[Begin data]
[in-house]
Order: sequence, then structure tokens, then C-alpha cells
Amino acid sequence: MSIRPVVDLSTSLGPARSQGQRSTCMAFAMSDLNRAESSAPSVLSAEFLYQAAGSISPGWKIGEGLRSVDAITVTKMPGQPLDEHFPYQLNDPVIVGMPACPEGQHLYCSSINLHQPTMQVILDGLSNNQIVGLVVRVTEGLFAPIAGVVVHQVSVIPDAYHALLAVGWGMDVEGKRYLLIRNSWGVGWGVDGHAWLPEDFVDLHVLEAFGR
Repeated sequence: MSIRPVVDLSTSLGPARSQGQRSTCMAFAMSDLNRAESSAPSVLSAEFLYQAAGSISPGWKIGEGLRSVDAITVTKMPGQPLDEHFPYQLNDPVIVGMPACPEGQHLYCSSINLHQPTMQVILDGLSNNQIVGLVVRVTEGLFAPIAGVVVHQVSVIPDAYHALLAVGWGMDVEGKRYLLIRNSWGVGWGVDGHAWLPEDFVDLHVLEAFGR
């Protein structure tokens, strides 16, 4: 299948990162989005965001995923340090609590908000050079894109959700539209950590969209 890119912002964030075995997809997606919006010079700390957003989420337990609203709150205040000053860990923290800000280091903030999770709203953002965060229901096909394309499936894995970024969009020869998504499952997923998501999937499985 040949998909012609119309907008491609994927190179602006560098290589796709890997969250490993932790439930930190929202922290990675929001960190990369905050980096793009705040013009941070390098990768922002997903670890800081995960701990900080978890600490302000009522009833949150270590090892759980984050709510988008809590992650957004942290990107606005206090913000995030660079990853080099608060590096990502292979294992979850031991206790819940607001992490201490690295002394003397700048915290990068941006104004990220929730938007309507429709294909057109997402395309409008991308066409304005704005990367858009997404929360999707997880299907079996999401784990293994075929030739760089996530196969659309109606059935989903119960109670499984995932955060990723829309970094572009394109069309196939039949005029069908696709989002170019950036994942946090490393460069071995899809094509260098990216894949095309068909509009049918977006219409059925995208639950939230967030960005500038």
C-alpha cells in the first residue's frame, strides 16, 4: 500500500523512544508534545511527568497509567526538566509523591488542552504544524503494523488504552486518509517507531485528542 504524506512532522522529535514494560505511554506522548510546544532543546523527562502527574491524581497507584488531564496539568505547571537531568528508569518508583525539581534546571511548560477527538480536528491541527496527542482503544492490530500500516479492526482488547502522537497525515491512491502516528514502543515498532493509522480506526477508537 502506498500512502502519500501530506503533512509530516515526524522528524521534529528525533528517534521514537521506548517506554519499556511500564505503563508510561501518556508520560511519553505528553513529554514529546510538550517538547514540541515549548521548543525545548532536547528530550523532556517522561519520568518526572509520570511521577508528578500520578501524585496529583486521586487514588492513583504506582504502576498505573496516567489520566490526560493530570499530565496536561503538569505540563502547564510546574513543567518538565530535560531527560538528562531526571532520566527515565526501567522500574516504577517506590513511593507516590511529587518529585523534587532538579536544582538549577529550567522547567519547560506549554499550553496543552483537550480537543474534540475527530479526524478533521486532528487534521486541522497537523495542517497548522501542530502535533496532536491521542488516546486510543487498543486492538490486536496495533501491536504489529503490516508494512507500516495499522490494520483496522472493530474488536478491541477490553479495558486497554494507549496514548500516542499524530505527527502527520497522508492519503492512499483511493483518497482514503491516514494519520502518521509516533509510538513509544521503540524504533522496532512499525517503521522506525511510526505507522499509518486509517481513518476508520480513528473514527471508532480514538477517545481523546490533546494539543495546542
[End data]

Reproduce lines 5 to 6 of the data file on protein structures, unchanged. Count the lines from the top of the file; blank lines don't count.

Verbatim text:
């Protein structure tokens, strides 16, 4: 299948990162989005965001995923340090609590908000050079894109959700539209950590969209 890119912002964030075995997809997606919006010079700390957003989420337990609203709150205040000053860990923290800000280091903030999770709203953002965060229901096909394309499936894995970024969009020869998504499952997923998501999937499985 040949998909012609119309907008491609994927190179602006560098290589796709890997969250490993932790439930930190929202922290990675929001960190990369905050980096793009705040013009941070390098990768922002997903670890800081995960701990900080978890600490302000009522009833949150270590090892759980984050709510988008809590992650957004942290990107606005206090913000995030660079990853080099608060590096990502292979294992979850031991206790819940607001992490201490690295002394003397700048915290990068941006104004990220929730938007309507429709294909057109997402395309409008991308066409304005704005990367858009997404929360999707997880299907079996999401784990293994075929030739760089996530196969659309109606059935989903119960109670499984995932955060990723829309970094572009394109069309196939039949005029069908696709989002170019950036994942946090490393460069071995899809094509260098990216894949095309068909509009049918977006219409059925995208639950939230967030960005500038």
C-alpha cells in the first residue's frame, strides 16, 4: 500500500523512544508534545511527568497509567526538566509523591488542552504544524503494523488504552486518509517507531485528542 504524506512532522522529535514494560505511554506522548510546544532543546523527562502527574491524581497507584488531564496539568505547571537531568528508569518508583525539581534546571511548560477527538480536528491541527496527542482503544492490530500500516479492526482488547502522537497525515491512491502516528514502543515498532493509522480506526477508537 502506498500512502502519500501530506503533512509530516515526524522528524521534529528525533528517534521514537521506548517506554519499556511500564505503563508510561501518556508520560511519553505528553513529554514529546510538550517538547514540541515549548521548543525545548532536547528530550523532556517522561519520568518526572509520570511521577508528578500520578501524585496529583486521586487514588492513583504506582504502576498505573496516567489520566490526560493530570499530565496536561503538569505540563502547564510546574513543567518538565530535560531527560538528562531526571532520566527515565526501567522500574516504577517506590513511593507516590511529587518529585523534587532538579536544582538549577529550567522547567519547560506549554499550553496543552483537550480537543474534540475527530479526524478533521486532528487534521486541522497537523495542517497548522501542530502535533496532536491521542488516546486510543487498543486492538490486536496495533501491536504489529503490516508494512507500516495499522490494520483496522472493530474488536478491541477490553479495558486497554494507549496514548500516542499524530505527527502527520497522508492519503492512499483511493483518497482514503491516514494519520502518521509516533509510538513509544521503540524504533522496532512499525517503521522506525511510526505507522499509518486509517481513518476508520480513528473514527471508532480514538477517545481523546490533546494539543495546542